June 8, 2016
I studied industrial design in Singapore, and was always interested in machines, the process of making things, and how things work. My interest in textiles began 3 years ago, when I started exploring the design of soft goods. I wanted to learn how to weave because I believe it’s the best way to understand textile as a material - to experience making it myself. As I searched for courses online, I kept in mind what I wanted to learn - not just the techniques related to weaving, but also to understand the design sensibilities in the field of textile design, in another part of the world. I liked the graduation works presented on KTS’s website, and was curious to learn more about the Japanese sense of aesthetics. It’s also a good chance for me to learn and practise a new language!
In the 3 months I spent at KTS, it felt like I was developing a sort of relationship with the process of dyeing, yarn preparation, and weaving. A familiarity was built over time, and I began to understand how intuition can be developed, project after project. Different types of yarn behaved so differently, and the same colour could appear more interesting if the selection of yarn is appropriate. Going through the courses progressively, I was exposed to techniques of varying complexity, in a very organised and structured manner. In the last 3 weeks, I attempted my first coursework and created a large piece of tapestry under the guidance of 2 senseis. I enjoyed our discussions on yarn choice, weave structures and overall visual effects. Indeed there was a great sense of satisfaction at the end of it!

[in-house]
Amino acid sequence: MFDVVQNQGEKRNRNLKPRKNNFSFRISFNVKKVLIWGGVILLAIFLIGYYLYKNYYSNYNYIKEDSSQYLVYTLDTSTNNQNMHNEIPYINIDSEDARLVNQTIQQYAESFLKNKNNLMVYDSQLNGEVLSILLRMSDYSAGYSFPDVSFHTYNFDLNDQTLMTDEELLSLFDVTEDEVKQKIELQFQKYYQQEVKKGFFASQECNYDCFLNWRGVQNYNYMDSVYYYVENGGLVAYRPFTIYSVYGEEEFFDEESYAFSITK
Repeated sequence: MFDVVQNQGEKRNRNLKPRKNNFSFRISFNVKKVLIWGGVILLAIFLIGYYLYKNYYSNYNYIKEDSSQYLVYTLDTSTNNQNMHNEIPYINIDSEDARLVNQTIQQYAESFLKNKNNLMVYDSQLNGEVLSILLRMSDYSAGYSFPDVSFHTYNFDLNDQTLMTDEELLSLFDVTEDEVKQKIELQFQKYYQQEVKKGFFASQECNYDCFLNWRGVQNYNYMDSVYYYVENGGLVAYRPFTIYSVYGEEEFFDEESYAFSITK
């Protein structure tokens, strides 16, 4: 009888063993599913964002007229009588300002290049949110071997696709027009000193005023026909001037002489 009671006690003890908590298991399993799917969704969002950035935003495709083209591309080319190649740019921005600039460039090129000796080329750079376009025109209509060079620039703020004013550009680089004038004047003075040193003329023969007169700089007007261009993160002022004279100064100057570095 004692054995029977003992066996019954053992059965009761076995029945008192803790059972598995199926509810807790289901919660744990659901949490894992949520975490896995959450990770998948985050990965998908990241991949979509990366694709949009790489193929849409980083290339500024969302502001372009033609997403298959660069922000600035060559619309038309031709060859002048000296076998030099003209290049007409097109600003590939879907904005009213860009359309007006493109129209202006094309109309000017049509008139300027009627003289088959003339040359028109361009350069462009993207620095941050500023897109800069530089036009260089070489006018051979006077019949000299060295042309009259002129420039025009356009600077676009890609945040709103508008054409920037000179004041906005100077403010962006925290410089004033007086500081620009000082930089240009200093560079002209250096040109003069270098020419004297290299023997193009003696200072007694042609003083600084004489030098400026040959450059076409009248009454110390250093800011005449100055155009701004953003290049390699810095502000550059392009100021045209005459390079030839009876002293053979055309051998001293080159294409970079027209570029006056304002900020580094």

Precious friendships were fostered over the 3 months, with students and staff alike. Meal times were interesting, as I observed the cultural differences and try conversing in Japanese. The local students would show me their projects and sometimes we will discuss the challenging aspects of different techniques. Hanging out with them on the weekends, I always had such a great time exploring Kyoto and meeting other creative people in their exhibitions.
I have grown from my experience living in Kyoto and studying at KTS, both professionally (now that I have new skills to apply in my design career), and personally. Interactions with all the people I have met in these months have given me precious memories to keep.
from the KTS Graduate Exhibition, Kyoto Municipal Museum of Art Annex, March 2016
Between Warp and Weft (left)
Though textiles are often viewed as a single surface, they are in fact many layers of material intertwined. This piece of tapestry exhibits the different layers of color and material within - the warp, the additional layer of color applied onto the warp and the weft. Appearing to be between the warp and weft yarn, the blue-green rhombus highlights the weave structure, and draws attention to the texture created by the weaving.
Behind the Screen (right)
This tapestry explores the idea of seeing the weft yarn as a layer of material over the warp yarn –perceiving the two as different layers, though they are intertwined. The blurred form painted on the warp yarn serves to suggest depth in the tapestry, further separating the viewer’s focus on the two different yarns.
Tiffany Loy (Singapore)
Tiffany studied in the Beginners Course, Foundation Kasuri Course and Applied Kasuri Course I to III in spring 2015.